Just read an article on CEPro that Intermatic was pulling out of the Z-Wave market. Intermatic has been one of the leading producers and manufacturers of Z-Wave enabled Home Automation Products.  I have several Intermatic products installed in my home from both the HomeSeer and InTouch product lines and have become a fan of them for two reasons.

  1. Cost – The price was right compared to other similar products. HomeSettings products were a lower cost line with decent quality that I found suitable for some of  the “out of the way” areas of my home where aesthetics was not important. While the InTouch product line, which cost a little more, were solid and suitable for areas of my home where aesthetics was important. In comparison to other competitive products, the Intermatic products were priced a bit lower-sometimes significantly lower-than the “high-end” products, and to be honest, they look and work just as good.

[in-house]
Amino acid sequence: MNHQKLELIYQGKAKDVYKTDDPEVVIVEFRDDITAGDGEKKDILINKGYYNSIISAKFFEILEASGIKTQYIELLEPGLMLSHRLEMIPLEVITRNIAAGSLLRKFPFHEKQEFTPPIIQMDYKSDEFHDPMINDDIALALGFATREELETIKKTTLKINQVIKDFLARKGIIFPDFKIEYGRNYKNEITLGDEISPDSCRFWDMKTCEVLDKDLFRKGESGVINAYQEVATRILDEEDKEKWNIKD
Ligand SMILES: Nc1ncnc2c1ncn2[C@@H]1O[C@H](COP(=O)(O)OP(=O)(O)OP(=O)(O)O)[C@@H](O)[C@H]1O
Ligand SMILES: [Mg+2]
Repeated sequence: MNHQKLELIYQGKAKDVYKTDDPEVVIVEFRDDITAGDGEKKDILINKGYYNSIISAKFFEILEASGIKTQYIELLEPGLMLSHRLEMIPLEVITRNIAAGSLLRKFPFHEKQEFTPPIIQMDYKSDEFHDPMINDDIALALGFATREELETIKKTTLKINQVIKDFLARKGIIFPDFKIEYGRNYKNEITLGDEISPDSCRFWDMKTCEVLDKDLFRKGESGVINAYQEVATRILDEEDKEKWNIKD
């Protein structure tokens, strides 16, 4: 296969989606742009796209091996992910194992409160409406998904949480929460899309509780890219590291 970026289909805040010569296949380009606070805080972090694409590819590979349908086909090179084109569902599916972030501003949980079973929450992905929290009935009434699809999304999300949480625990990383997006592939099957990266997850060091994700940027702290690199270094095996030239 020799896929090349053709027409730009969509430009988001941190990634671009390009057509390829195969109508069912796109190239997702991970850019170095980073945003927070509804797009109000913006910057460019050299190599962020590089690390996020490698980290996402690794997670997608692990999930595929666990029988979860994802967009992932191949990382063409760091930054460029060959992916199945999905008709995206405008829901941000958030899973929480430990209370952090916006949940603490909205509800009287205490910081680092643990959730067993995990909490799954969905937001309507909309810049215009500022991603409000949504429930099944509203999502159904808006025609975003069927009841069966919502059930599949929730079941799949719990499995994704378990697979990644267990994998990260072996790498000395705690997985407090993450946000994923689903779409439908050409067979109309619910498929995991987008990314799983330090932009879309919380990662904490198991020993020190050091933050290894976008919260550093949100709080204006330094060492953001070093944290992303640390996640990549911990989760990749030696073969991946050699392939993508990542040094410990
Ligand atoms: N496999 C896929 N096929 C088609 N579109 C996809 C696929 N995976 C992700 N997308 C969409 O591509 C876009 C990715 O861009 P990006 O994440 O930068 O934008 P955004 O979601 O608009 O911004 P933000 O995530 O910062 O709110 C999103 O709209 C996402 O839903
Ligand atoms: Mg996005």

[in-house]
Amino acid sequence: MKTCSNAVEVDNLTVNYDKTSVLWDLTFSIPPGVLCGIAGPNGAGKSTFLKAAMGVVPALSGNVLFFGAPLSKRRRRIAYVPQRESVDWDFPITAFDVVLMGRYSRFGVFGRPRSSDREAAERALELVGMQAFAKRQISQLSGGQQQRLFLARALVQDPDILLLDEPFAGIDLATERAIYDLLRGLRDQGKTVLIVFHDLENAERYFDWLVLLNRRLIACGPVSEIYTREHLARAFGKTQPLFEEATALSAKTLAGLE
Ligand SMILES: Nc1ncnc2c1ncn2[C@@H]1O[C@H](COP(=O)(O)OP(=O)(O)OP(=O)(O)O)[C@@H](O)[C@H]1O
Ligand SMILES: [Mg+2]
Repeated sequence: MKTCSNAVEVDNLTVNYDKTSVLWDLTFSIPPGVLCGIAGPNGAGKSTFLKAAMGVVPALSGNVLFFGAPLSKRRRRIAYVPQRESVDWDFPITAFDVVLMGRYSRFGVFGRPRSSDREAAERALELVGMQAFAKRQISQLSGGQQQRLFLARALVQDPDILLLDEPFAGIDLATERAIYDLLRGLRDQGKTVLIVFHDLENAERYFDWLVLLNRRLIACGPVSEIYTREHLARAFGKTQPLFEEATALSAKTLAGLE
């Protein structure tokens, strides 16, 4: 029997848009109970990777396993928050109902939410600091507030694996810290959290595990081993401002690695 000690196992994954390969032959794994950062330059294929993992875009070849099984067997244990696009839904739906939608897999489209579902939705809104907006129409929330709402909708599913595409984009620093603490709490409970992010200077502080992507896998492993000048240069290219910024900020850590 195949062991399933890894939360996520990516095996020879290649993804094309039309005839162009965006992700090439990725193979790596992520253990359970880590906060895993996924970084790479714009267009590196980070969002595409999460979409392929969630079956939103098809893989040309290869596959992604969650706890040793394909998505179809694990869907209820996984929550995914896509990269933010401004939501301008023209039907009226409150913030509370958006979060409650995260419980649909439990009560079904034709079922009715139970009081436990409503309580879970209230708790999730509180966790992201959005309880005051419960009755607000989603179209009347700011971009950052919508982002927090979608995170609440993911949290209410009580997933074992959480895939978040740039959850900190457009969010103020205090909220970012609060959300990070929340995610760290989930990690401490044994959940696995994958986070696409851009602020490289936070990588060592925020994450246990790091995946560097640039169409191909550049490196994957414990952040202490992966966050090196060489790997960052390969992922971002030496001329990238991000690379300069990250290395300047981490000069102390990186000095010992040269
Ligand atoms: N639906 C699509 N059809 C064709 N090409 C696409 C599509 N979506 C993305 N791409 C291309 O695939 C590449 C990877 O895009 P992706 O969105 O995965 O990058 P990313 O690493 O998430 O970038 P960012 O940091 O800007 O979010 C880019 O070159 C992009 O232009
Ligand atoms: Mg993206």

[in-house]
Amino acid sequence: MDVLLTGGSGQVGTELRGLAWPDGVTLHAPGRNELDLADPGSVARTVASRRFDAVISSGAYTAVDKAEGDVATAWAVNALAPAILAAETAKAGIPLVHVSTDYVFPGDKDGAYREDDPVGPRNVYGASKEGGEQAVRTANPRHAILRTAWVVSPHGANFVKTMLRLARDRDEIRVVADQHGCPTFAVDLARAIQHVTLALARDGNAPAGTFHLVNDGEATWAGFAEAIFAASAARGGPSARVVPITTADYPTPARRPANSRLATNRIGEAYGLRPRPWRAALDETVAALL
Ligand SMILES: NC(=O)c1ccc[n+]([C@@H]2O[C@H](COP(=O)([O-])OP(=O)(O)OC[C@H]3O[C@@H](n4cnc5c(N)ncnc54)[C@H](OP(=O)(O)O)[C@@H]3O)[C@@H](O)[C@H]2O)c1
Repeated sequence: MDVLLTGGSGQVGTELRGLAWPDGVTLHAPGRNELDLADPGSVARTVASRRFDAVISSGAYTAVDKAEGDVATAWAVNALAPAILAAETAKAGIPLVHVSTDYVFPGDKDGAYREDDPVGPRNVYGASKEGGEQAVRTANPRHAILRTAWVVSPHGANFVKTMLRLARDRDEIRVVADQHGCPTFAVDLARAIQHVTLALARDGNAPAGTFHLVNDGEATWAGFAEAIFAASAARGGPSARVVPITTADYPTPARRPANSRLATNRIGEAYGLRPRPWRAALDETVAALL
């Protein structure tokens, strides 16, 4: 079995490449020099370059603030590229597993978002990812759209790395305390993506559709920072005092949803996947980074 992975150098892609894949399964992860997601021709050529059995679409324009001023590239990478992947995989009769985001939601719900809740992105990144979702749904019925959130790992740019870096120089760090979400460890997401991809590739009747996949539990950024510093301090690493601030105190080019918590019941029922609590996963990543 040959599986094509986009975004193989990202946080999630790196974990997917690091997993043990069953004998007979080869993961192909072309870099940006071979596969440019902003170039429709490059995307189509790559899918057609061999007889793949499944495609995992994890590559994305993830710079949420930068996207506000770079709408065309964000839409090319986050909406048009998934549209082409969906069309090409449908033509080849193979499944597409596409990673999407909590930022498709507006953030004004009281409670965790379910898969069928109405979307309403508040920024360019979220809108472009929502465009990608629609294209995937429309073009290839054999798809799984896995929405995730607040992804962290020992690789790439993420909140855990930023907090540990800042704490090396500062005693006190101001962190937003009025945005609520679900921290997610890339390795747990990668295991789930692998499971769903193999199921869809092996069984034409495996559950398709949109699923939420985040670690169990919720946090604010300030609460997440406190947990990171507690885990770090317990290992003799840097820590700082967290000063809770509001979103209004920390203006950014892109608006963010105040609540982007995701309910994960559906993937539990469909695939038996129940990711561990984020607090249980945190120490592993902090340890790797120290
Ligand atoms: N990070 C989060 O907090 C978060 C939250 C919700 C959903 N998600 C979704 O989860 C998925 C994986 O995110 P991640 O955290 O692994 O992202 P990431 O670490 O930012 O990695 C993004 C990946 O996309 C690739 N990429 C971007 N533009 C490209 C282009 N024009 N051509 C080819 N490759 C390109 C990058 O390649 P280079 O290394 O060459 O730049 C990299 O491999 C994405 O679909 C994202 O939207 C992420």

2. Quality – The Intermatic lines were also built well. The InTouch line was solid and good looking, while the HomeSettings line was a step down in terms of quality and aesthetics, it was still a good low cost alternative for secondary or out-of-sight installation.

So now what?

Intermatic is not the only producer of  Z-Wave products and as the article states, others will step in to fill the gap. In fact, Wayne-Dalton is showing signs of picking up the Intermatic lines and continuing development of the products. A search on Amazon shows some of the Intermatic products co-branded with Wayne Dalton while the Wayne Dalton Online Store shows items once offered by Intermatic now packaged and printed with the Wayne-Dalton logo.